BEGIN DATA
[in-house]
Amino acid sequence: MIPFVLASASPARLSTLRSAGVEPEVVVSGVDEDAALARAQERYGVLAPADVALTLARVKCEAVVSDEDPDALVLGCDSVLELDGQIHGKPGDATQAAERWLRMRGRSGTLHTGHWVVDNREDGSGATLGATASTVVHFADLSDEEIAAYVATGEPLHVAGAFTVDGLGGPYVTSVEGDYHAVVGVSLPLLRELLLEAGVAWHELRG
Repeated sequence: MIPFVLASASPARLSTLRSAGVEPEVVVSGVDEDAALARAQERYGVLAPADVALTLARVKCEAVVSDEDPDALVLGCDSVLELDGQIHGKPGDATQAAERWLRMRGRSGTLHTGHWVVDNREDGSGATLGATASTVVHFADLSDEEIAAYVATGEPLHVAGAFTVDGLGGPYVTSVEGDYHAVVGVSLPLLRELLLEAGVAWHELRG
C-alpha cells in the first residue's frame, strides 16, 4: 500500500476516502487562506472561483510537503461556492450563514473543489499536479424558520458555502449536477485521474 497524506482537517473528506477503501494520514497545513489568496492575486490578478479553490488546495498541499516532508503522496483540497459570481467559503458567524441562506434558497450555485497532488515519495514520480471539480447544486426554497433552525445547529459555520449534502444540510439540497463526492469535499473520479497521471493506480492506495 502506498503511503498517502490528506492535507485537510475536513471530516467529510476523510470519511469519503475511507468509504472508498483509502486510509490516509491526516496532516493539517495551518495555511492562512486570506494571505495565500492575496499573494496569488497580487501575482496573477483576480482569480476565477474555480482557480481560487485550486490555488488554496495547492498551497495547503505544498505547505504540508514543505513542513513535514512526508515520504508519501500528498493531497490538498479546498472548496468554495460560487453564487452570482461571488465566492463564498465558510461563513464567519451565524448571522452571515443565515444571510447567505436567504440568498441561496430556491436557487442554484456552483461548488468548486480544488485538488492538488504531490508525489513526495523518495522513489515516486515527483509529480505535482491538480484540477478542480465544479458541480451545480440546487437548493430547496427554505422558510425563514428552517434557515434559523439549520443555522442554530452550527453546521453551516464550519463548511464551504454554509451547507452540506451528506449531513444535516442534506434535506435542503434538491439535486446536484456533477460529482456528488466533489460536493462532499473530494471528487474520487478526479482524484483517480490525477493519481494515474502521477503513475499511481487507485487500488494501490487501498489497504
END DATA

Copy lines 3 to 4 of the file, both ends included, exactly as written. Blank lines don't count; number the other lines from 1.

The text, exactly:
Repeated sequence: MIPFVLASASPARLSTLRSAGVEPEVVVSGVDEDAALARAQERYGVLAPADVALTLARVKCEAVVSDEDPDALVLGCDSVLELDGQIHGKPGDATQAAERWLRMRGRSGTLHTGHWVVDNREDGSGATLGATASTVVHFADLSDEEIAAYVATGEPLHVAGAFTVDGLGGPYVTSVEGDYHAVVGVSLPLLRELLLEAGVAWHELRG
C-alpha cells in the first residue's frame, strides 16, 4: 500500500476516502487562506472561483510537503461556492450563514473543489499536479424558520458555502449536477485521474 497524506482537517473528506477503501494520514497545513489568496492575486490578478479553490488546495498541499516532508503522496483540497459570481467559503458567524441562506434558497450555485497532488515519495514520480471539480447544486426554497433552525445547529459555520449534502444540510439540497463526492469535499473520479497521471493506480492506495 502506498503511503498517502490528506492535507485537510475536513471530516467529510476523510470519511469519503475511507468509504472508498483509502486510509490516509491526516496532516493539517495551518495555511492562512486570506494571505495565500492575496499573494496569488497580487501575482496573477483576480482569480476565477474555480482557480481560487485550486490555488488554496495547492498551497495547503505544498505547505504540508514543505513542513513535514512526508515520504508519501500528498493531497490538498479546498472548496468554495460560487453564487452570482461571488465566492463564498465558510461563513464567519451565524448571522452571515443565515444571510447567505436567504440568498441561496430556491436557487442554484456552483461548488468548486480544488485538488492538488504531490508525489513526495523518495522513489515516486515527483509529480505535482491538480484540477478542480465544479458541480451545480440546487437548493430547496427554505422558510425563514428552517434557515434559523439549520443555522442554530452550527453546521453551516464550519463548511464551504454554509451547507452540506451528506449531513444535516442534506434535506435542503434538491439535486446536484456533477460529482456528488466533489460536493462532499473530494471528487474520487478526479482524484483517480490525477493519481494515474502521477503513475499511481487507485487500488494501490487501498489497504